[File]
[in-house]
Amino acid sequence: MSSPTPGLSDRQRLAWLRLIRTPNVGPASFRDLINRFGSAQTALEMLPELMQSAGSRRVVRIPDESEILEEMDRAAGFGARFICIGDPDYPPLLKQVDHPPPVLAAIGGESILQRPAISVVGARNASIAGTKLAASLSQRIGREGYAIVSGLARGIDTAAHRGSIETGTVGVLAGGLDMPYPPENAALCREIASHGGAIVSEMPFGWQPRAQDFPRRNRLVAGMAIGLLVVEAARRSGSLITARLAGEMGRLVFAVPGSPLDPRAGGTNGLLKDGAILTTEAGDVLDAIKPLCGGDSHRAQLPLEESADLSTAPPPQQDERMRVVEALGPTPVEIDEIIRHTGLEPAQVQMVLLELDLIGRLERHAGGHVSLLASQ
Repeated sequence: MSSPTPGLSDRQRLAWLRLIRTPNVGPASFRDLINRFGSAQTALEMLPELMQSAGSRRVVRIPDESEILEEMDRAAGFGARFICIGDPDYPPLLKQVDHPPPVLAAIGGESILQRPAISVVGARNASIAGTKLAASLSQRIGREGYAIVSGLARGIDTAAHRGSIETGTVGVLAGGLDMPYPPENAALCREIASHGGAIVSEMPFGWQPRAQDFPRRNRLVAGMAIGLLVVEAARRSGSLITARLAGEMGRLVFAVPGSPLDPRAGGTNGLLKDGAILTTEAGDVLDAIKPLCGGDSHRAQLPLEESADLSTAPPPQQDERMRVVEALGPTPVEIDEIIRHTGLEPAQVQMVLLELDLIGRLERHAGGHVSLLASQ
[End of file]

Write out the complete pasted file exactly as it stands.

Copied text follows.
[in-house]
Amino acid sequence: MSSPTPGLSDRQRLAWLRLIRTPNVGPASFRDLINRFGSAQTALEMLPELMQSAGSRRVVRIPDESEILEEMDRAAGFGARFICIGDPDYPPLLKQVDHPPPVLAAIGGESILQRPAISVVGARNASIAGTKLAASLSQRIGREGYAIVSGLARGIDTAAHRGSIETGTVGVLAGGLDMPYPPENAALCREIASHGGAIVSEMPFGWQPRAQDFPRRNRLVAGMAIGLLVVEAARRSGSLITARLAGEMGRLVFAVPGSPLDPRAGGTNGLLKDGAILTTEAGDVLDAIKPLCGGDSHRAQLPLEESADLSTAPPPQQDERMRVVEALGPTPVEIDEIIRHTGLEPAQVQMVLLELDLIGRLERHAGGHVSLLASQ
Repeated sequence: MSSPTPGLSDRQRLAWLRLIRTPNVGPASFRDLINRFGSAQTALEMLPELMQSAGSRRVVRIPDESEILEEMDRAAGFGARFICIGDPDYPPLLKQVDHPPPVLAAIGGESILQRPAISVVGARNASIAGTKLAASLSQRIGREGYAIVSGLARGIDTAAHRGSIETGTVGVLAGGLDMPYPPENAALCREIASHGGAIVSEMPFGWQPRAQDFPRRNRLVAGMAIGLLVVEAARRSGSLITARLAGEMGRLVFAVPGSPLDPRAGGTNGLLKDGAILTTEAGDVLDAIKPLCGGDSHRAQLPLEESADLSTAPPPQQDERMRVVEALGPTPVEIDEIIRHTGLEPAQVQMVLLELDLIGRLERHAGGHVSLLASQ